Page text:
Filmmaker Robert Kenner ("Food Inc.") attends a screening of his latest documentar|Getty Images1/2
Filmmaker Robert Kenner ("Food Inc.") attends a screening of his latest documentar|Getty Images
Scientist-turned-climate change-denier Fred Singer is one of the subjects of "Merc|Getty Images2/2
Scientist-turned-climate change-denier Fred Singer is one of the subjects of "Merc|Getty Images
For a documentarian whose films concern the evils of the food industry (“Food Inc.”) and those who distort the science on climate change (the new “Merchants of Doubt”), Robert Kenner is a jolly person. Granted, he’s dealing with subjects that are, in a sense, absurd, if ultimately also dangerous for human civilization. And though “Merchants of Doubt” does concern climate change denial, that’s not really its main subject.
This could read as being a stealth climate change doc, but it does view it from the angle of deniers as deceivers.
It’s really about deception. It could be about any subject. It happens that right now the big subject is climate. It used to be tobacco and pharmaceuticals. I bumped into this behavior on “Food Inc.” and that’s how I became interested in it. I went to a hearing on cloned meat, and someone stood up and said, “I don’t think it’s in the interest of the consumer [to know how it’s made]. It’s way too confusing.” I found out the group was called “Citizens of Consumer Freedom,” which was funded by the fast food and soda companies. They try to do everything to stop you from knowing what’s in your food. And I love the name. I ran into a hundred other Orwellian groups, and the names are hysterical.
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Probably the most engaging person in the film is also the most evil: Marc Morano, who runs a climate change denier site and regularly goes on television to shout down scientists. But he’s very charming. How was he in real life?
He’s absolutely charming. He’s really funny, very quick. At the same time what he does leads to horrific consequences. It’s tricky to know to cut [his footage], because you want to show Marc as who he is, which is charming and entertaining, but also show the consequences of what his actions lead to.
You also give time to the likes of scientist Fred Singer, who also speaks out against the veracity of climate change.
Fred wouldn’t leave the interview! He was having such a great time! [Laughs] He’s writing a book about how plastics and pesticides will save the world. He thought I should join him. I was like, “We sort of see the world differently.” He’s always fishing for allies. But he was a major scientists, who had turned his back on science to go with his ideology, which is fear of any kind of regulation. When Ronald Reagan was putting through ozone treaties, Singer was attacking him for it, because he saw any form of regulation as communism. If he was attacking Ronald Reagan then everyone is fair game.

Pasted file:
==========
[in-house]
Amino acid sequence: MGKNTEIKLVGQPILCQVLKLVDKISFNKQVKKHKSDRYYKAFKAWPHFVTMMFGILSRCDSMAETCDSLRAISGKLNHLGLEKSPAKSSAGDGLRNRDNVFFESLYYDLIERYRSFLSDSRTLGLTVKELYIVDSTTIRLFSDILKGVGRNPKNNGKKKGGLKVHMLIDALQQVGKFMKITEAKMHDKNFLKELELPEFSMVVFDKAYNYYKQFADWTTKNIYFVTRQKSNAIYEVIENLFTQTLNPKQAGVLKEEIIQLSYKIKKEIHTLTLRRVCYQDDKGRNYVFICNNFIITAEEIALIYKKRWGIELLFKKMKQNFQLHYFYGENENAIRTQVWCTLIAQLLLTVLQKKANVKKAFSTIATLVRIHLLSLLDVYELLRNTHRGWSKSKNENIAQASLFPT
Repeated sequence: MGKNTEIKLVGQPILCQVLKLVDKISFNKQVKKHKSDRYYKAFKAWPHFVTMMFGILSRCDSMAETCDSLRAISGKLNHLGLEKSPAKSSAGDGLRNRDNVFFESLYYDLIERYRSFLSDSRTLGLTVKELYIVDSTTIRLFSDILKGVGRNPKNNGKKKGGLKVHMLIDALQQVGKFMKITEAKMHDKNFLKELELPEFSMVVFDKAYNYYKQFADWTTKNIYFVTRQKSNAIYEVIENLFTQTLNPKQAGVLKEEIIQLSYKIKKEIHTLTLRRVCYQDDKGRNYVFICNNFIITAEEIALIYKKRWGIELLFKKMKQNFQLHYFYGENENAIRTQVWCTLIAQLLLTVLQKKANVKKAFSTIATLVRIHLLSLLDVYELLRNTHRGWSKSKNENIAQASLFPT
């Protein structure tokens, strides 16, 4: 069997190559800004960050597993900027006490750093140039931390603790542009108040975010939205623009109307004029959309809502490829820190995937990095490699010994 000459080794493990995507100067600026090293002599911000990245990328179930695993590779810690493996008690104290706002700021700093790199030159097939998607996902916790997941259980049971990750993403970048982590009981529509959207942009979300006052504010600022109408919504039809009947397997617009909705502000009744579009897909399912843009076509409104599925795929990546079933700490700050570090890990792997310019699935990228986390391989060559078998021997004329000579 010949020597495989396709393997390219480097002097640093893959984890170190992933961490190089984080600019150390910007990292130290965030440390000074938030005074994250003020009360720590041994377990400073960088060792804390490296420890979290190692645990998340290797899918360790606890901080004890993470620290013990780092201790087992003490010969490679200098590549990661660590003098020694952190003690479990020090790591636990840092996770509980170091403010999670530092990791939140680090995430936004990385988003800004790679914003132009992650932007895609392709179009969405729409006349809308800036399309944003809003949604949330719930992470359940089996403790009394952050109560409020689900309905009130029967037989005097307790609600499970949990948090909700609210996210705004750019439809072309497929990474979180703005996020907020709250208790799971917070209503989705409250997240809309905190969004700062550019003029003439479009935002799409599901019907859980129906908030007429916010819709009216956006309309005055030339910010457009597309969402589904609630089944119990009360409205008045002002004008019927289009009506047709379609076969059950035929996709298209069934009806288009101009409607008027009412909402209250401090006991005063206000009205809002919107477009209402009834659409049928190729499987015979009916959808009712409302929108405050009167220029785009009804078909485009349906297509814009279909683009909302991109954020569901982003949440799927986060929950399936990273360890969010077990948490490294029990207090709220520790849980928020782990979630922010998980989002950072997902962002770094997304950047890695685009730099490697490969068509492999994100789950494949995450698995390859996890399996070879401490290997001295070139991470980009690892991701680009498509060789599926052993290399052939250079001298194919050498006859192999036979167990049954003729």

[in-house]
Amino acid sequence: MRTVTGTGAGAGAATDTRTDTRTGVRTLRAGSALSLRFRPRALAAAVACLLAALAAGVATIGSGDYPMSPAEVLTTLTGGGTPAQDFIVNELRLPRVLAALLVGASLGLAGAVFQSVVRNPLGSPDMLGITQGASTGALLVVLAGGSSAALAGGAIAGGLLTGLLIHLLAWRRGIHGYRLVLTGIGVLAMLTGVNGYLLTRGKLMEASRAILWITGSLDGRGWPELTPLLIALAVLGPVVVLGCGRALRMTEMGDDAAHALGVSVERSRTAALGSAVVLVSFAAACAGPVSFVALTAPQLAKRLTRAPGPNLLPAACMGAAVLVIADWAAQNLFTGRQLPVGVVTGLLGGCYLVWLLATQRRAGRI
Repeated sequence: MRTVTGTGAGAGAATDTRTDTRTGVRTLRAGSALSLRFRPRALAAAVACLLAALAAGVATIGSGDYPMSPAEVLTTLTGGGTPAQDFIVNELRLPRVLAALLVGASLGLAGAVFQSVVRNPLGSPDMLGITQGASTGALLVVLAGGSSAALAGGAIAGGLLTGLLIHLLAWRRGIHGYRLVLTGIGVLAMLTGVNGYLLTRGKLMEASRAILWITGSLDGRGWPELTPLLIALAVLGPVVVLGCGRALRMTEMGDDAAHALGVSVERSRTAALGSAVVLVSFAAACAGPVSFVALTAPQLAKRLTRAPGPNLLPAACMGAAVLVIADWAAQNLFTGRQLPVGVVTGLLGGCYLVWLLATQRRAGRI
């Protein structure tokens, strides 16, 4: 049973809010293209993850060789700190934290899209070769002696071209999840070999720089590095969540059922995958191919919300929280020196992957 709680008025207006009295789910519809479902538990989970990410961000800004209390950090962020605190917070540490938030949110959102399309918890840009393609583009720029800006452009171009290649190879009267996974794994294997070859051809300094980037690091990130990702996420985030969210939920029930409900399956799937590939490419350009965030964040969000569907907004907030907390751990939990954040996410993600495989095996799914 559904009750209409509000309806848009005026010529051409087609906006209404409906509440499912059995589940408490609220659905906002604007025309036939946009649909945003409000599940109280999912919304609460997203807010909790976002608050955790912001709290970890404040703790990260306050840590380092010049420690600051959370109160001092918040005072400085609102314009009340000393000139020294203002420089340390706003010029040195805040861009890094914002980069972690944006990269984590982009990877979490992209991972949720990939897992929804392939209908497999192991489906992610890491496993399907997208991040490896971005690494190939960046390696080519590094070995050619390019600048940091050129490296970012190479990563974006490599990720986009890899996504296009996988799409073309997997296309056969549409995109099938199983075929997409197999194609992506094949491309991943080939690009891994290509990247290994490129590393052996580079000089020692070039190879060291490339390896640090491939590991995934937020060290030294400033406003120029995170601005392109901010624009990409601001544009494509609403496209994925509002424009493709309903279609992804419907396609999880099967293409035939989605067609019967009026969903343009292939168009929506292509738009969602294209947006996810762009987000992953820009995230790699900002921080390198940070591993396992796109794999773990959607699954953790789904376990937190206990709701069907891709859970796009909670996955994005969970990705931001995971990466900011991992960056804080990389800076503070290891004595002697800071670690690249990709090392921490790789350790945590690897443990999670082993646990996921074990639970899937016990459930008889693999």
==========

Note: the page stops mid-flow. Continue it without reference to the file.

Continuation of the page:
A lot of the time it comes down to who’s the loudest. Scientists aren’t always great bullies and deniers tend to take advantage of that.
Some of them say [climate scientists] only doing it for the money. Meanwhile they’re living in a mansion, while the scientists are living in one bedroom places without enough chairs to do an interview. They’re not living with Lamborghinis and swimming pools. They live on the modest side and take a great thrill in their work. Little did they know it would make them targets.
At the same time, we need someone who can really convey scientific facts to the public in a way that drowns out the naysayers.
And scientists shouldn’t have to be better communicators. Their job is to do science. We should be thankful for them. We used to love science, and we still do, long as it’s not inconvenient. It’s the job of journalists to help present science. At some point everyone got distracted and the debate became about science itself, which it shouldn’t be. We knew carbon dioxide causes warming of the planet — that’s a fact. But it wasn’t presented as a fact. It gets confusing for the reader. Who’s denying the earth is flat? We accept that. At some point you have to accept truths. You can debate the solution, but you can’t debate reality.
Do you find that it’s a red state-blue state type deal — that people tend to trust science depending on their party?
I found that with the food world. I really cut across party lines. But I feel this is an issue, like gay rights, that can change very quickly. Republicans can take this on as an issue. I’m dealing with a lot of Republican groups at the moment who view it as an issue. There’s a drive by some groups called “The Electric Freedom Act” to stop you from being able to rent solar panels. I love the name. [Laughs]
Follow Matt Prigge on Twitter @mattprigge